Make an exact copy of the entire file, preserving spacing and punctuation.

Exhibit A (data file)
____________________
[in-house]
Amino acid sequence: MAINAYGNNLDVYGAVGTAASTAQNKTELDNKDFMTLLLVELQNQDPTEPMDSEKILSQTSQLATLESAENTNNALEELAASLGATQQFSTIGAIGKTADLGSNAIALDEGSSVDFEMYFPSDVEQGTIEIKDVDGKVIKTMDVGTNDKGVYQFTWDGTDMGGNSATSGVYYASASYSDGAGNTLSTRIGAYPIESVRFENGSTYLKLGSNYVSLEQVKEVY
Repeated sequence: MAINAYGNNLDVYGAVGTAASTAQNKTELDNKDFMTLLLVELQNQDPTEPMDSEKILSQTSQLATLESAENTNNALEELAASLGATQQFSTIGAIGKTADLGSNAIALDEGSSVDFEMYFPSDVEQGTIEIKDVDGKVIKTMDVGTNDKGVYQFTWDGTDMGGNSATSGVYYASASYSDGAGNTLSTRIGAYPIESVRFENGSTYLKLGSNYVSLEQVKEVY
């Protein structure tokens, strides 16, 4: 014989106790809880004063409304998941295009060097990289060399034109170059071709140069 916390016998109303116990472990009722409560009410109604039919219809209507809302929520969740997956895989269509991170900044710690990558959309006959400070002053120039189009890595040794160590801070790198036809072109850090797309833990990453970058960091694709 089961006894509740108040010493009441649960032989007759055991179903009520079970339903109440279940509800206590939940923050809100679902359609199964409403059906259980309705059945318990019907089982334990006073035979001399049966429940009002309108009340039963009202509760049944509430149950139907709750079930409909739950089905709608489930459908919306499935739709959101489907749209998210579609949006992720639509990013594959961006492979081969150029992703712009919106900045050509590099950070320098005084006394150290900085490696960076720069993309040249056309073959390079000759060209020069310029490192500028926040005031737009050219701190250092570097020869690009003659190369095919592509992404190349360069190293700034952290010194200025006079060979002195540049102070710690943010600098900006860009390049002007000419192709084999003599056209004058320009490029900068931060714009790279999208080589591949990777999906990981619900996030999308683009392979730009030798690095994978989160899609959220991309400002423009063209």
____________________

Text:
[in-house]
Amino acid sequence: MAINAYGNNLDVYGAVGTAASTAQNKTELDNKDFMTLLLVELQNQDPTEPMDSEKILSQTSQLATLESAENTNNALEELAASLGATQQFSTIGAIGKTADLGSNAIALDEGSSVDFEMYFPSDVEQGTIEIKDVDGKVIKTMDVGTNDKGVYQFTWDGTDMGGNSATSGVYYASASYSDGAGNTLSTRIGAYPIESVRFENGSTYLKLGSNYVSLEQVKEVY
Repeated sequence: MAINAYGNNLDVYGAVGTAASTAQNKTELDNKDFMTLLLVELQNQDPTEPMDSEKILSQTSQLATLESAENTNNALEELAASLGATQQFSTIGAIGKTADLGSNAIALDEGSSVDFEMYFPSDVEQGTIEIKDVDGKVIKTMDVGTNDKGVYQFTWDGTDMGGNSATSGVYYASASYSDGAGNTLSTRIGAYPIESVRFENGSTYLKLGSNYVSLEQVKEVY
């Protein structure tokens, strides 16, 4: 014989106790809880004063409304998941295009060097990289060399034109170059071709140069 916390016998109303116990472990009722409560009410109604039919219809209507809302929520969740997956895989269509991170900044710690990558959309006959400070002053120039189009890595040794160590801070790198036809072109850090797309833990990453970058960091694709 089961006894509740108040010493009441649960032989007759055991179903009520079970339903109440279940509800206590939940923050809100679902359609199964409403059906259980309705059945318990019907089982334990006073035979001399049966429940009002309108009340039963009202509760049944509430149950139907709750079930409909739950089905709608489930459908919306499935739709959101489907749209998210579609949006992720639509990013594959961006492979081969150029992703712009919106900045050509590099950070320098005084006394150290900085490696960076720069993309040249056309073959390079000759060209020069310029490192500028926040005031737009050219701190250092570097020869690009003659190369095919592509992404190349360069190293700034952290010194200025006079060979002195540049102070710690943010600098900006860009390049002007000419192709084999003599056209004058320009490029900068931060714009790279999208080589591949990777999906990981619900996030999308683009392979730009030798690095994978989160899609959220991309400002423009063209």